LES MIZrahi is like having Isaac Mizrahi over for dinner, with songs and the Ben Waltzer Trio. Does it matter that he’s no Bessie Smith? This is a man who hands out Rice Krispies treats to the audience in case we need a sugar rush. “It’s not that he stinks,” he imagines us thinking about him. “We needed the sugar!” As he expertly cuts a muslin cloak from the old sewing machine his father gave him, he sets us thinking about the word “important”-as in, “Now that’s an important dress.”
Nothing could be more important. He mocks the fashion world with gentle ironies. He understands that it’s impossible to parody a parody. He’s camp, not queeny. He chats to us genially on a stool about his mum and the ladies’ dressing room at Loehmann’s with the huge underwear. He sketches the frocks he designed for Audrey Hepburn on an easel for us. “So in the end, it looked like an anemone with Audrey Hepburn’s head coming out of it.” Then he adds endearingly, “I do balloons later.”
He’s absolutely in his element. “Costume is everything,” he announces, having changed into a perfect white tie and tails. A polka-dot silk robe is worn for lounging, and the dazzling rhinestone number might be the reason he’s doing the show in the first place. He’s the showbiz version of Garage Chic. “See what you can do with crystals and a hot glue gun?” he says happily.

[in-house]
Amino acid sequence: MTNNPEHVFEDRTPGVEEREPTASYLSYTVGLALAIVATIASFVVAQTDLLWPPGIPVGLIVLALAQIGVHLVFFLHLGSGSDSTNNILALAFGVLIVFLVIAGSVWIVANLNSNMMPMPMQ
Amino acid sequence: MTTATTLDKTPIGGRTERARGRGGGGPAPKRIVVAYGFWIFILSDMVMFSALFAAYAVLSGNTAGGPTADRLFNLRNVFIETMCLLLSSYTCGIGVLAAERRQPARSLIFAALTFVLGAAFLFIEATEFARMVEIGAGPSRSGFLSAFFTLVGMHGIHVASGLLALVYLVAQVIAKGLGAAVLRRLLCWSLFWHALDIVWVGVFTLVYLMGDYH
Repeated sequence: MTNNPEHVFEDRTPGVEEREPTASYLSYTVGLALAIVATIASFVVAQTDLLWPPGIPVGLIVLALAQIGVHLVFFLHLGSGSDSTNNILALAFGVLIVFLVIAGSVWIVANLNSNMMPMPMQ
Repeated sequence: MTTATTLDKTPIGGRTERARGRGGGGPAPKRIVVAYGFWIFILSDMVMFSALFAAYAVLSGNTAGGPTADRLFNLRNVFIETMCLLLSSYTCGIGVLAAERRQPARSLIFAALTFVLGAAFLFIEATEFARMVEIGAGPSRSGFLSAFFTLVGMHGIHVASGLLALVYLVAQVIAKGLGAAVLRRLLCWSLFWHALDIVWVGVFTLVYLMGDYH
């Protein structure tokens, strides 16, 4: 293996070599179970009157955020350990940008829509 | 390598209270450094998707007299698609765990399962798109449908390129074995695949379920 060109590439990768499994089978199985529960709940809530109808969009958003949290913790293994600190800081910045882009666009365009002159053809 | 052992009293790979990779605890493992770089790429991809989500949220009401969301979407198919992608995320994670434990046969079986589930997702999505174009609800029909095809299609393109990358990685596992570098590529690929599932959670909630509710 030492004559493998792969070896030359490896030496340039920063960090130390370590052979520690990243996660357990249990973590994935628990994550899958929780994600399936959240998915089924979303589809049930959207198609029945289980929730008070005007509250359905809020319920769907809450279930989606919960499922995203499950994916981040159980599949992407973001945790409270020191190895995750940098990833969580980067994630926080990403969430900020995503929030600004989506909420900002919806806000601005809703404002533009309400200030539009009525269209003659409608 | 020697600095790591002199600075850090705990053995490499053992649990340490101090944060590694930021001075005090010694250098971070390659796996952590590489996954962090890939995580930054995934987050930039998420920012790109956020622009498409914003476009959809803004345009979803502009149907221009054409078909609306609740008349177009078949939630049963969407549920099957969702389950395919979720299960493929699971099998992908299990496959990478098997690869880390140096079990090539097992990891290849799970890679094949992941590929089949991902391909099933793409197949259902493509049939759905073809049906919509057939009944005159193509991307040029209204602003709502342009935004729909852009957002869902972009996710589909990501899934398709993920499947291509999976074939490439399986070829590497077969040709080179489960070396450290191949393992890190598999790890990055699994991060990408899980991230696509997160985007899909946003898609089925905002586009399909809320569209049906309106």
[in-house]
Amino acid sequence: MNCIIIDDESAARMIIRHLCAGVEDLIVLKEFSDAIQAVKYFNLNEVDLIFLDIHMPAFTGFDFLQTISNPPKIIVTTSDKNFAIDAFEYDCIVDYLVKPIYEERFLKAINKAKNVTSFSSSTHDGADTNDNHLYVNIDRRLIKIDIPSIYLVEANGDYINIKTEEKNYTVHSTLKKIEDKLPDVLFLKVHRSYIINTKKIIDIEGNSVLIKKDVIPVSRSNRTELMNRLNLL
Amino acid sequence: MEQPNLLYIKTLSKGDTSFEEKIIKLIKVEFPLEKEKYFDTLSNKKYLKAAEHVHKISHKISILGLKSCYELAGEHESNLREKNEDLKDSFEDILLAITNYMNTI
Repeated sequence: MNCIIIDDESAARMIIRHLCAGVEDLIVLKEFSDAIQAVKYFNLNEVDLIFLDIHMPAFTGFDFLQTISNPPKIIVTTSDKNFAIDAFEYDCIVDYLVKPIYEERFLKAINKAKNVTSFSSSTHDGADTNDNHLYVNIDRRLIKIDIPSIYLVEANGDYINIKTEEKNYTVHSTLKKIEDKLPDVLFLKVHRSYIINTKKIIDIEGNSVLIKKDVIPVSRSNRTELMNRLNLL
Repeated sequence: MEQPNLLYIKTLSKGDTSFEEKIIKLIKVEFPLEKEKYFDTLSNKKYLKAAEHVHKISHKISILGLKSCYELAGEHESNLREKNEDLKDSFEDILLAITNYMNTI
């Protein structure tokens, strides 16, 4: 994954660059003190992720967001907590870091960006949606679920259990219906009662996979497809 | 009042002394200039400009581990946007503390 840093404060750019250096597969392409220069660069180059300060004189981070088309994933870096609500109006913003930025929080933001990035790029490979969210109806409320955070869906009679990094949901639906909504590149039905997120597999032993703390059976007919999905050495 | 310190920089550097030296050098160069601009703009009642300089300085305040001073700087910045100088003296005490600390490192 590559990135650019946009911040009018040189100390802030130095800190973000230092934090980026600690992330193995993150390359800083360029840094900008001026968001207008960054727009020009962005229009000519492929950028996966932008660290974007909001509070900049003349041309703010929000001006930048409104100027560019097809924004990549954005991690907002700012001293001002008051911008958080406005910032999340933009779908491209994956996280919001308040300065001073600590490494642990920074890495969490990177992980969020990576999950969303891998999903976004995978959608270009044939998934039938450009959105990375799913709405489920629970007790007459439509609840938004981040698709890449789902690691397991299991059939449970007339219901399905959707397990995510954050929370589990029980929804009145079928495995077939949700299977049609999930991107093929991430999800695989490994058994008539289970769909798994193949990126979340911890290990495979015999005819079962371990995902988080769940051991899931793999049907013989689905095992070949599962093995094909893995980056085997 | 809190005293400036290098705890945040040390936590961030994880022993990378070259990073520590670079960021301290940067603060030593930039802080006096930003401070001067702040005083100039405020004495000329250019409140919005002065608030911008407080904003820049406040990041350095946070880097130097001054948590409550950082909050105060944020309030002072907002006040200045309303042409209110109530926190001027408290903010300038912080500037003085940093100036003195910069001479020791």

He delivers a charming “Tea for Two.” He doesn’t dance, but he might. His “Baubles, Bangles and Beads” isn’t too sad, his “When You’re Smiling” not too edgy. There’s no bitterness in him, no spite or malice. He gets such a kick out of being onstage! There’s a story that Elaine Stritch tells about appearing in a show with a child actor who was about 10 years old. A few minutes before the curtain went up on opening night, she was shaking with nerves in her dressing room. Everyone was, except the child. He was banging on everyone’s dressing-room door, shouting excitedly, “It’s time! It’s time! It’s time!”
Sometimes it’s just great to see someone who loves to be out there.